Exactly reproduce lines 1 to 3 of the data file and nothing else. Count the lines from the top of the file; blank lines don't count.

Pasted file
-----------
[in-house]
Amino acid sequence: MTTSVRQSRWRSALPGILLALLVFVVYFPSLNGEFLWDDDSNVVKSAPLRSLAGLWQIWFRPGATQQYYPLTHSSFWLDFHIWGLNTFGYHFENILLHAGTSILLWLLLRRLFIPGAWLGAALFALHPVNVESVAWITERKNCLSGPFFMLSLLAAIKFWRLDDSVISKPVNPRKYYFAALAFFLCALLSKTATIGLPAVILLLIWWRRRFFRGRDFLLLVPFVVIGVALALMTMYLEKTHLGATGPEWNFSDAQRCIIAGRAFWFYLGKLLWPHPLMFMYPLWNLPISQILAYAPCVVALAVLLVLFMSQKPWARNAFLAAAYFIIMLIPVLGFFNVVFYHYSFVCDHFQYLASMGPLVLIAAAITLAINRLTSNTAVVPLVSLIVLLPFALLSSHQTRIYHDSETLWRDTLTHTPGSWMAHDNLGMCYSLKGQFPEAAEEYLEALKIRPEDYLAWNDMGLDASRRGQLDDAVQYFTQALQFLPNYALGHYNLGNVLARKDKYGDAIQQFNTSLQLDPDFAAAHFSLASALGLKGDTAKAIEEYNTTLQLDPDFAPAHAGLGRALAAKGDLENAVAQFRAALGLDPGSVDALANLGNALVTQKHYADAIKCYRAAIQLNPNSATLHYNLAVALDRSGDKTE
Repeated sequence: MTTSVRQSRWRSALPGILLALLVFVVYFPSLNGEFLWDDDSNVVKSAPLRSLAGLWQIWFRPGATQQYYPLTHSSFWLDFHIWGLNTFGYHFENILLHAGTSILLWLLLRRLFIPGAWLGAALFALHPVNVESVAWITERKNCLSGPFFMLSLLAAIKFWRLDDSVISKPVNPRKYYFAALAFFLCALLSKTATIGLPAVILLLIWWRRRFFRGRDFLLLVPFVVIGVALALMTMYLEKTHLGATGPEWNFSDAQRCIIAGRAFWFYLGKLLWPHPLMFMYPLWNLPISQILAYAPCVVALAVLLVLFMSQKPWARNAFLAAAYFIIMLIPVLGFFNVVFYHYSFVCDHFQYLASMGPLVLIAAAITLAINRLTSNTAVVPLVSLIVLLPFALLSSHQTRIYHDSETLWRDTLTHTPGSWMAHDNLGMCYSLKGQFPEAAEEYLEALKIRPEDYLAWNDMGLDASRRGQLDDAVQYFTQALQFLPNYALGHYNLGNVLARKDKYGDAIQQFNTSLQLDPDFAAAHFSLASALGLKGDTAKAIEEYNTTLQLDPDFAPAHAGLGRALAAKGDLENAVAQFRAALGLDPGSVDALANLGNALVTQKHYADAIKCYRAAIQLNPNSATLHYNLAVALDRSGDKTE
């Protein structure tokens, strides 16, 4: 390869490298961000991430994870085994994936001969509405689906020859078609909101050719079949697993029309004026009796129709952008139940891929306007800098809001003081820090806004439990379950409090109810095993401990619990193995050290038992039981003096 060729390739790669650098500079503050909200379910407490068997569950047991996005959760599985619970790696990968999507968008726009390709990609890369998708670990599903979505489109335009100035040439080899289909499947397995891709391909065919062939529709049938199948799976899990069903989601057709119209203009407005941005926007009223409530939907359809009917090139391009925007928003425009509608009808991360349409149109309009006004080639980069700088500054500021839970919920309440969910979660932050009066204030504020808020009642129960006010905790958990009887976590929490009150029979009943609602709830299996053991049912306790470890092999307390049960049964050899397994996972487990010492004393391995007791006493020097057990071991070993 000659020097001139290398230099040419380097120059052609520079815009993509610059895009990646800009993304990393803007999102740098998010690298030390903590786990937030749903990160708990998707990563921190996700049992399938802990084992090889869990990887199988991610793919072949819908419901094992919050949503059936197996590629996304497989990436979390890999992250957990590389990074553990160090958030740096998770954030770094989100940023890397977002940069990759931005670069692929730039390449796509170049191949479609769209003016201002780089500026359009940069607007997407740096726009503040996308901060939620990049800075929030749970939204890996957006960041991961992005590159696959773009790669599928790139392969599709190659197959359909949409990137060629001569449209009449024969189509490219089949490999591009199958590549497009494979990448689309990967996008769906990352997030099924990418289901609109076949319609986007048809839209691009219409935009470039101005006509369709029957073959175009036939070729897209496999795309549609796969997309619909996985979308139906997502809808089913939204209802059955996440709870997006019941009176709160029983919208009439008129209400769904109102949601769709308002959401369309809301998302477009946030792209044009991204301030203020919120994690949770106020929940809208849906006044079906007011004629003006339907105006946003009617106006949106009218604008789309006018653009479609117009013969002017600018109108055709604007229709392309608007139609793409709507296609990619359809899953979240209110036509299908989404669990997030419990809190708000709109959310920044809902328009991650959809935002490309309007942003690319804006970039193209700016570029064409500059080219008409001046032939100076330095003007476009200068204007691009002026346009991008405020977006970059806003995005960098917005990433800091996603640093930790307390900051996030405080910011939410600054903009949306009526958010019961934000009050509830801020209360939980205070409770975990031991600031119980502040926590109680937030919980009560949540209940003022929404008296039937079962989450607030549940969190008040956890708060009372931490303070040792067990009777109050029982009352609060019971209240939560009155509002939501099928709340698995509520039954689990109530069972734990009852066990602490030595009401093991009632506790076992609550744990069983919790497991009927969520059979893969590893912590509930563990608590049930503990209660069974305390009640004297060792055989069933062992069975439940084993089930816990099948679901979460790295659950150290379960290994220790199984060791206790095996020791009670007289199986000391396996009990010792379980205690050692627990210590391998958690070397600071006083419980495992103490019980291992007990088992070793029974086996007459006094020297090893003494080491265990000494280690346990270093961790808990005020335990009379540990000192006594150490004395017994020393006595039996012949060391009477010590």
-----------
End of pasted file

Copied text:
[in-house]
Amino acid sequence: MTTSVRQSRWRSALPGILLALLVFVVYFPSLNGEFLWDDDSNVVKSAPLRSLAGLWQIWFRPGATQQYYPLTHSSFWLDFHIWGLNTFGYHFENILLHAGTSILLWLLLRRLFIPGAWLGAALFALHPVNVESVAWITERKNCLSGPFFMLSLLAAIKFWRLDDSVISKPVNPRKYYFAALAFFLCALLSKTATIGLPAVILLLIWWRRRFFRGRDFLLLVPFVVIGVALALMTMYLEKTHLGATGPEWNFSDAQRCIIAGRAFWFYLGKLLWPHPLMFMYPLWNLPISQILAYAPCVVALAVLLVLFMSQKPWARNAFLAAAYFIIMLIPVLGFFNVVFYHYSFVCDHFQYLASMGPLVLIAAAITLAINRLTSNTAVVPLVSLIVLLPFALLSSHQTRIYHDSETLWRDTLTHTPGSWMAHDNLGMCYSLKGQFPEAAEEYLEALKIRPEDYLAWNDMGLDASRRGQLDDAVQYFTQALQFLPNYALGHYNLGNVLARKDKYGDAIQQFNTSLQLDPDFAAAHFSLASALGLKGDTAKAIEEYNTTLQLDPDFAPAHAGLGRALAAKGDLENAVAQFRAALGLDPGSVDALANLGNALVTQKHYADAIKCYRAAIQLNPNSATLHYNLAVALDRSGDKTE
Repeated sequence: MTTSVRQSRWRSALPGILLALLVFVVYFPSLNGEFLWDDDSNVVKSAPLRSLAGLWQIWFRPGATQQYYPLTHSSFWLDFHIWGLNTFGYHFENILLHAGTSILLWLLLRRLFIPGAWLGAALFALHPVNVESVAWITERKNCLSGPFFMLSLLAAIKFWRLDDSVISKPVNPRKYYFAALAFFLCALLSKTATIGLPAVILLLIWWRRRFFRGRDFLLLVPFVVIGVALALMTMYLEKTHLGATGPEWNFSDAQRCIIAGRAFWFYLGKLLWPHPLMFMYPLWNLPISQILAYAPCVVALAVLLVLFMSQKPWARNAFLAAAYFIIMLIPVLGFFNVVFYHYSFVCDHFQYLASMGPLVLIAAAITLAINRLTSNTAVVPLVSLIVLLPFALLSSHQTRIYHDSETLWRDTLTHTPGSWMAHDNLGMCYSLKGQFPEAAEEYLEALKIRPEDYLAWNDMGLDASRRGQLDDAVQYFTQALQFLPNYALGHYNLGNVLARKDKYGDAIQQFNTSLQLDPDFAAAHFSLASALGLKGDTAKAIEEYNTTLQLDPDFAPAHAGLGRALAAKGDLENAVAQFRAALGLDPGSVDALANLGNALVTQKHYADAIKCYRAAIQLNPNSATLHYNLAVALDRSGDKTE